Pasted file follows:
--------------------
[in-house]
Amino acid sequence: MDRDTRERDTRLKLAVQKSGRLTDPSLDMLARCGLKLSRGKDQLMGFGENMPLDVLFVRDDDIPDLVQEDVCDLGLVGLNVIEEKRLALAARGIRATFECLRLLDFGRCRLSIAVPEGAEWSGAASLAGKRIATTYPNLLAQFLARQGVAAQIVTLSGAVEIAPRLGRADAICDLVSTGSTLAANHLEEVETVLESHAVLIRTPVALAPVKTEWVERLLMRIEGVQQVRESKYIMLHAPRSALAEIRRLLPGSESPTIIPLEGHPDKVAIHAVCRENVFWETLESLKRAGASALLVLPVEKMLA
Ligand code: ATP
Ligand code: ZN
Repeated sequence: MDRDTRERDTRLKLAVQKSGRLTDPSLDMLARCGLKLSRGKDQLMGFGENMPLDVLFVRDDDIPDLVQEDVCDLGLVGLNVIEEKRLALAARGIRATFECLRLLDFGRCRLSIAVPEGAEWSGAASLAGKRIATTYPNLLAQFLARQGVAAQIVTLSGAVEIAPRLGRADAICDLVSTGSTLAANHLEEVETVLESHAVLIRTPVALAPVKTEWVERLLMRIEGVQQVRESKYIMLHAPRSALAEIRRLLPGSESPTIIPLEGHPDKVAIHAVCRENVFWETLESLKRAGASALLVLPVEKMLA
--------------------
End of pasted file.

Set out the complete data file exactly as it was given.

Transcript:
[in-house]
Amino acid sequence: MDRDTRERDTRLKLAVQKSGRLTDPSLDMLARCGLKLSRGKDQLMGFGENMPLDVLFVRDDDIPDLVQEDVCDLGLVGLNVIEEKRLALAARGIRATFECLRLLDFGRCRLSIAVPEGAEWSGAASLAGKRIATTYPNLLAQFLARQGVAAQIVTLSGAVEIAPRLGRADAICDLVSTGSTLAANHLEEVETVLESHAVLIRTPVALAPVKTEWVERLLMRIEGVQQVRESKYIMLHAPRSALAEIRRLLPGSESPTIIPLEGHPDKVAIHAVCRENVFWETLESLKRAGASALLVLPVEKMLA
Ligand code: ATP
Ligand code: ZN
Repeated sequence: MDRDTRERDTRLKLAVQKSGRLTDPSLDMLARCGLKLSRGKDQLMGFGENMPLDVLFVRDDDIPDLVQEDVCDLGLVGLNVIEEKRLALAARGIRATFECLRLLDFGRCRLSIAVPEGAEWSGAASLAGKRIATTYPNLLAQFLARQGVAAQIVTLSGAVEIAPRLGRADAICDLVSTGSTLAANHLEEVETVLESHAVLIRTPVALAPVKTEWVERLLMRIEGVQQVRESKYIMLHAPRSALAEIRRLLPGSESPTIIPLEGHPDKVAIHAVCRENVFWETLESLKRAGASALLVLPVEKMLA